Potential Impacts of Ocean Energy Development on Marine Mammals in Oregon


Title: Potential Impacts of Ocean Energy Development on Marine Mammals in Oregon
Authors: Davis, A.
Publication Date:
December 17, 2012
Pages: 25

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Davis, A. (2012). Potential Impacts of Ocean Energy Development on Marine Mammals in Oregon. Report by Oregon State University. pp 25.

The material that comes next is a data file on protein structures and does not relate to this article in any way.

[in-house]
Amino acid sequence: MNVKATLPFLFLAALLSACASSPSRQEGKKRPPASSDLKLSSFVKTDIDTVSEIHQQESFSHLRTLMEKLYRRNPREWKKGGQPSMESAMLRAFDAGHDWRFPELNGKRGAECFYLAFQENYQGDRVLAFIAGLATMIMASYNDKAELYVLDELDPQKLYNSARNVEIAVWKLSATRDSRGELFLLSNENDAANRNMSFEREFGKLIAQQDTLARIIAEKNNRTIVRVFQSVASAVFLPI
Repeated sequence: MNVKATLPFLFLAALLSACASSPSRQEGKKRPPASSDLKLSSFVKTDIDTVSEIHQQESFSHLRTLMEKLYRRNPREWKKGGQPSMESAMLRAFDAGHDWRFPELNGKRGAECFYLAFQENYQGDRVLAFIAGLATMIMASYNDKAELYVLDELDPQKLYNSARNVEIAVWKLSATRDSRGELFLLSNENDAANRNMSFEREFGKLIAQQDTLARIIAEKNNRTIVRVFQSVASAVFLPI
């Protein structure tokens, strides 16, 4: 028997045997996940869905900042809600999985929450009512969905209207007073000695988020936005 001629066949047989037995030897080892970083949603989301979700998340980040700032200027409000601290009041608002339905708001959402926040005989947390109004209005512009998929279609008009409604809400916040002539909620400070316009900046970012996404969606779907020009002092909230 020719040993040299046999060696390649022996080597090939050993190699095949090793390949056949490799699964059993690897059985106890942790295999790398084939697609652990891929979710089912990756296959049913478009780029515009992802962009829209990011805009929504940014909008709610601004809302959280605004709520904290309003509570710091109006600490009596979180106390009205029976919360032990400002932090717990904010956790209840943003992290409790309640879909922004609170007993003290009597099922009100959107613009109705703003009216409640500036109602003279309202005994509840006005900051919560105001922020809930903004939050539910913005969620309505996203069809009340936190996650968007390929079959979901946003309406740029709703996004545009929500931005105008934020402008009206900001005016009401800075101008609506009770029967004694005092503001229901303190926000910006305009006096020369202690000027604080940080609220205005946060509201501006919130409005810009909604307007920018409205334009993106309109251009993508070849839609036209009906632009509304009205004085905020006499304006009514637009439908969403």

The demand for clean renewable energy sources is increasing worldwide and the state of Oregon hopes to establish itself as a leader in ocean wave energy research and development. Seven coastal counties have been selected as potential offshore sites for wave energy parks, and Tillamook County has been identified for a potential wind-float park. The state of Oregon works in partnership with several federal, state, and non-profit agencies to oversee the responsible development of ocean energy. The technology used for wave energy development is relatively new and little is known about the environmental impacts it will have on our coastal ecosystems. In an effort to identify potential environmental impacts of wave energy development, a workshop was held at the Hatfield Marine Science Center in Newport, Oregon, to assess uncertainties and identify research projects that could aid in minimizing the impact. Of concern regarding marine mammals was potential collision and entanglement in mooring cables and behavioral reactions to the acoustic output of wave energy buoys during installation and operation. There is available research on the impacts of marine wind energy on marine mammals, however, it is limited and more baseline studies are needed. This review is focused on the development of ocean energy in Oregon, potential impacts to marine mammals, and reviewing current and future research that could aid in mitigating those impacts. Specific interest is placed on the Eastern Gray whale (Eschrichtius robustus), Harbor porpoise (Phocoena phocoena), and local pinniped populations. While clean renewable energy development in Oregon is beneficial for the economy, it may come with ecological costs, including impacts on Oregon’s marine mammals.

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